Aadhar offers a lot for the Indian IT industry

An Indian villager looks at a web camera attached to a laptop as he is photographed during the data collecting process for a pilot project of The Unique Identification Authority of India (UIDAI) in the village of Chellur, some 145kms north-west of Bangalore on April 22, 2010. The Unique Identification Authority of India (UIDAI) has been created as an attached office under the Planning Commission. Its role is to develop and implement the necessary institutional, technical and legal infrastructure to issue Unique Identity (UID) numbers to Indian residents.The scheme which will be equivalent of the social security number in the US is designed to leverage intensive usage of the UID for multiple purposes to provide an efficient and convenient mechanism to update information. Photographs and biometric data will be added progressively to make the identification foolproof. Easy registration and information change procedures are envisaged for the benefit of the people. AFP PHOTO/Dibyangshu SARKAR   | Photo Credit: DIBYANGSHU SARKAR

Aadhar, the Unique Identification Authority of India's (UIDAI) flagship project, is better known for its promise to prevent “leakages” from the Indian welfare system. However, irrespective of whether it will provide deliverance to the masses, it is clear that India's biggest e-governance initiative also offers a lot for Indian companies, particularly those working in the information technology (IT) space.

The Aadhar project, running into thousands of crores, offers many opportunities for IT companies, both in terms of hardware as well as software that will run the system on a perpetual basis. The equipment at each enrolment centres costs about Rs. 3 lakh, according to senior sources in the authority. Multiply this by about 350-400 and you get a sense of what it costs for a single district. In effect, enrolment in a single district will cost between Rs. 10 crore and Rs. 12 crore. This does not include the cost borne by the State machinery in actually getting people to enrol, the logistics or the administrative expenses.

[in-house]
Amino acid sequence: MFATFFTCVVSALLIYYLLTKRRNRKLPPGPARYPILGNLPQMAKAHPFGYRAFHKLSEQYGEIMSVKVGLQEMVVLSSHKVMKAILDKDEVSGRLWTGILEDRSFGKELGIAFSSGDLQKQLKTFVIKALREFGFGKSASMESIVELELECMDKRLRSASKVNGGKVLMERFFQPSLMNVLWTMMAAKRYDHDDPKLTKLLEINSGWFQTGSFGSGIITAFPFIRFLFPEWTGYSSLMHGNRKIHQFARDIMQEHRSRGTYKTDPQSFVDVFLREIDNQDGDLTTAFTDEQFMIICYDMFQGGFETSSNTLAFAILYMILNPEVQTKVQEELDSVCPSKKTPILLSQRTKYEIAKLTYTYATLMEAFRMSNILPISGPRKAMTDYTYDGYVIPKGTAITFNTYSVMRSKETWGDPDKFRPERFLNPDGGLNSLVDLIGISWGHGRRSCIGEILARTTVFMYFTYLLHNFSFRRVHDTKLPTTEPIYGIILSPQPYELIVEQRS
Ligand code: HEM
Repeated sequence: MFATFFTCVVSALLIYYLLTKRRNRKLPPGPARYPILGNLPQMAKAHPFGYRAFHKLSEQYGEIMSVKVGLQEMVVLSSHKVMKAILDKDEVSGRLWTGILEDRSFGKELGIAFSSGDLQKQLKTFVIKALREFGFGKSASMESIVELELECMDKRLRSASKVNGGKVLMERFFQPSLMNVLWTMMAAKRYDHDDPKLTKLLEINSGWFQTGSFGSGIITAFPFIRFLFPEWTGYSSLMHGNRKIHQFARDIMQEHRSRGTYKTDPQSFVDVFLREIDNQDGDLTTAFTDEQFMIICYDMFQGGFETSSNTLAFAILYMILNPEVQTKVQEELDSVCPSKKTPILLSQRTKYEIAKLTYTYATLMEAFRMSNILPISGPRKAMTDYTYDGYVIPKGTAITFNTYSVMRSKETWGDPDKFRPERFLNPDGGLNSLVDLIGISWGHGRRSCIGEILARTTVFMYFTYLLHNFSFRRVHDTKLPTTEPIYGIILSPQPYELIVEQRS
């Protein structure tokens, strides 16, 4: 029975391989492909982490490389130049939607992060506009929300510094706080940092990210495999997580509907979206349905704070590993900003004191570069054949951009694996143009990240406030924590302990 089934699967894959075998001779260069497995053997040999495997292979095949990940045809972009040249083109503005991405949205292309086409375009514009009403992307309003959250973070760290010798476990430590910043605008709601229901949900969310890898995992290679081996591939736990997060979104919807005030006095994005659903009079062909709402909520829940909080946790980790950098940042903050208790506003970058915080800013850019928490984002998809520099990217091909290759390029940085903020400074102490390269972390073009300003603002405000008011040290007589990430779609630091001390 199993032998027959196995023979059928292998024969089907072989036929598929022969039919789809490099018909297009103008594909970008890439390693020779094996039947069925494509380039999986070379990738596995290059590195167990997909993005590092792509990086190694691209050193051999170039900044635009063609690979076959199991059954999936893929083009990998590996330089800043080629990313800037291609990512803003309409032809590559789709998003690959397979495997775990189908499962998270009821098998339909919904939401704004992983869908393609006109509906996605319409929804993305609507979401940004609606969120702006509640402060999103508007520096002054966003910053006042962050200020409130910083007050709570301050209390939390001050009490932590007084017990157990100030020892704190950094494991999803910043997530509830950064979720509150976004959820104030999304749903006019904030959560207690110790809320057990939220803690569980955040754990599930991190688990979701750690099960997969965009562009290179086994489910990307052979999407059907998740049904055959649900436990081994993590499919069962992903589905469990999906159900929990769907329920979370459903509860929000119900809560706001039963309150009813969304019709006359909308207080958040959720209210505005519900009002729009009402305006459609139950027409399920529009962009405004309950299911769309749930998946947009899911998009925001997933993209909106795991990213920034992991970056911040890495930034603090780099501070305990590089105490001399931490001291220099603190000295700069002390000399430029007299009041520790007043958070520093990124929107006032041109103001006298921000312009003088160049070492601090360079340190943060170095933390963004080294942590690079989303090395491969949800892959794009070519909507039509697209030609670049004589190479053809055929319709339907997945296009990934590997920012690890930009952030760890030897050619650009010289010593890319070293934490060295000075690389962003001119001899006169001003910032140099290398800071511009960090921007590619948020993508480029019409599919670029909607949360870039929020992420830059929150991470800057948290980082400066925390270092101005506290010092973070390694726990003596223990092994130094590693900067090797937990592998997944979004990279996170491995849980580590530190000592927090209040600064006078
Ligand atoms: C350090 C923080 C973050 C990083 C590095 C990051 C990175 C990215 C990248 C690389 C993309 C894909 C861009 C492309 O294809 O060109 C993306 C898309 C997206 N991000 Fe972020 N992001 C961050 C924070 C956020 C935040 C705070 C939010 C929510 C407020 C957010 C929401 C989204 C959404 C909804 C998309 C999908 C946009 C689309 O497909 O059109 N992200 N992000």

Information available from the UIDAI shows that many of the top Indian IT firms have logged on to the Aadhar project in one way or the other. Satyam Computer Services Ltd., the once venerable IT company that now functions from the Mahindra stable, is supplying “biometric solutions” for the authority. The biometric readers are themselves supplied by L1 Identity Solutions, an American company, which has been supplying similar equipment to the U.S. Department for Homeland Security. Accenture, the global outsourcing solutions major, has also won a contract to implement biometric solutions for the Authority.

Incidentally, advertising company, Percept, is among the entities that have won contracts from the UIDAI for developing “creative content”. Bharti Airtel is to supply space for the authority's data centre in Bangalore. Companies such as Tata Consultancy Services have won multiple contracts. The firm has won a contract to provide “biometric solutions” as well as for “redesigning, development, maintenance and support of the UIDAI's Web portal”. In February 2010, Ernst and Young Consultancy Services won the contract to assist the UIDAI in setting up its Central ID Data Repository and as a provider of managed services.

The list mentioned is not exhaustive. It is only meant to illustrate that many of the leading IT companies are hitched to the massive project in some way or the other. The massive expenditure on the project provides some kind of insurance from the capricious ways of the global market. Aadhar, is in effect a stimulus by another name.

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Printable version | Jan 19, 2022 6:18:09 AM |

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